Prosecutors say WikiLeaks soldier was ‘seeking notoriety’

Bradley Manning accused of largest leak of classified information in US history

Private First Class Bradley Manning (L), 25, is escorted inside for closing arguments in his military trial at Fort Meade, Maryland. Photograph: James Lawler Duggan/Reuters.

Private First Class Bradley Manning (L), 25, is escorted inside for closing arguments in his military trial at Fort Meade, Maryland. Photograph: James Lawler Duggan/Reuters.

Thu, Jul 25, 2013, 20:21

Military prosecutors described the US soldier accused of the largest leak of classified information in the nation’s history of releasing documents on the Iraq and Afghanistan wars with a hope of making a name for himself.

As the court-martial of Private First Class Bradley Manning winds down, prosecutors in closing arguments today said that the 25-year-old intelligence analyst had betrayed the trust his nation put in him.

“The only human PFC Manning ever cared about was himself,” said Major Ashden Fein, the lead prosecuting attorney.

Attorneys for Pte Manning, who faces 21 counts of leaking more than 700,000 documents through the WikiLeaks anti-secrecy website, are due to make their closing remarks later in the day.

Earlier in the case they portrayed Pte Manning as well-meaning but naive, intending to provoke a broader debate on US military and diplomatic policy by releasing the documents. The most serious charge he faces, aiding the enemy, carries a life sentence.

The case has pitted civil liberties groups who seek increased transparency into the actions of the US military and security apparatus, against the government, which has argued that the low-level intelligence analyst, who was stationed in Baghdad at the time, endangered lives.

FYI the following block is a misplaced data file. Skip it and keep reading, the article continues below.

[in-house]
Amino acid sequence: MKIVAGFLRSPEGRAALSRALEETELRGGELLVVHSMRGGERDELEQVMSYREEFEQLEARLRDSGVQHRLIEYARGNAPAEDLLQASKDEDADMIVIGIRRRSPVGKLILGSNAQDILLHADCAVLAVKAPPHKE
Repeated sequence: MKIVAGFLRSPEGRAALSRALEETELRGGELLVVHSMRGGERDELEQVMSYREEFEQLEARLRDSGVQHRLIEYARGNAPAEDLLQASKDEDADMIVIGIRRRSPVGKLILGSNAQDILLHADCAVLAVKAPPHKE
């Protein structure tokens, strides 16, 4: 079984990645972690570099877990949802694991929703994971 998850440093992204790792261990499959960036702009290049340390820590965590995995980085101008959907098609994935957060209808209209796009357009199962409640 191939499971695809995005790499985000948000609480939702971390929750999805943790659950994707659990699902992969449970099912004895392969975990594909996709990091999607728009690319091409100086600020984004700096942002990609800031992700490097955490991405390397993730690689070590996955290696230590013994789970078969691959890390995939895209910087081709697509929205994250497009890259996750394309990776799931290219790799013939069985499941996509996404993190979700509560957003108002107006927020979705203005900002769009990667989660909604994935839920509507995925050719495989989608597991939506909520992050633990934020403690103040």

Army Colonel Denise Lind, who is presiding over the trial, early in the proceedings today denied a request by the defense to find Pte Manning not guilty of five of the counts related to stealing information from government databases.

She denied a request by the defense to declare a mistrial.

The case, which saw WikiLeaks publish classified files, combat videos and diplomatic cables, serves as a test of the limits of secrecy in the internet age.

But it has recently been overshadowed to some degree by the case of fugitive US spy agency contractor Edward Snowden, who revealed to Britain’s Guardian newspaper early last month the details of alleged secret US surveillance programs tracking Americans’ telephone and internet use.

The WikiLeaks website has become controversial both for its publishing of secret data and for its founder, Julian Assange, who has been sheltering in the Ecuadorean Embassy in London for more than a year to avoid extradition to Sweden for alleged sex crimes.

Pte Manning was arrested in May 2010 while serving in Iraq.

In February, he pleaded guilty to lesser charges, including misusing classified information, such as military databases in Iraq and Afghanistan and files pertaining to Guantanamo Bay detainees.

Pte Manning chose to be tried by a military judge, rather than have a panel of military jurors hear his case.

The defence attempted to portray Pte Manning as well-intentioned but young and naive, while the prosecution maintained that he was a trained intelligence analyst who knew what the fallout of such a major leak would be.

In February, Pte Manning read from a prepared 35-page statement in an attempt to explain why he released classified information to WikiLeaks.

“I believe that if the general public ... had access to the information ... this could spark a domestic debate as to the role of the military and foreign policy in general,” Pte Manning said.

Maj Fein said that intercepted communications between Pte Manning and Mr Assange showed that he knew he would rile the nation’s leaders. He quoted one, referring to the secretary of state, as saying, “Hillary Clinton is going to have a heart attack.”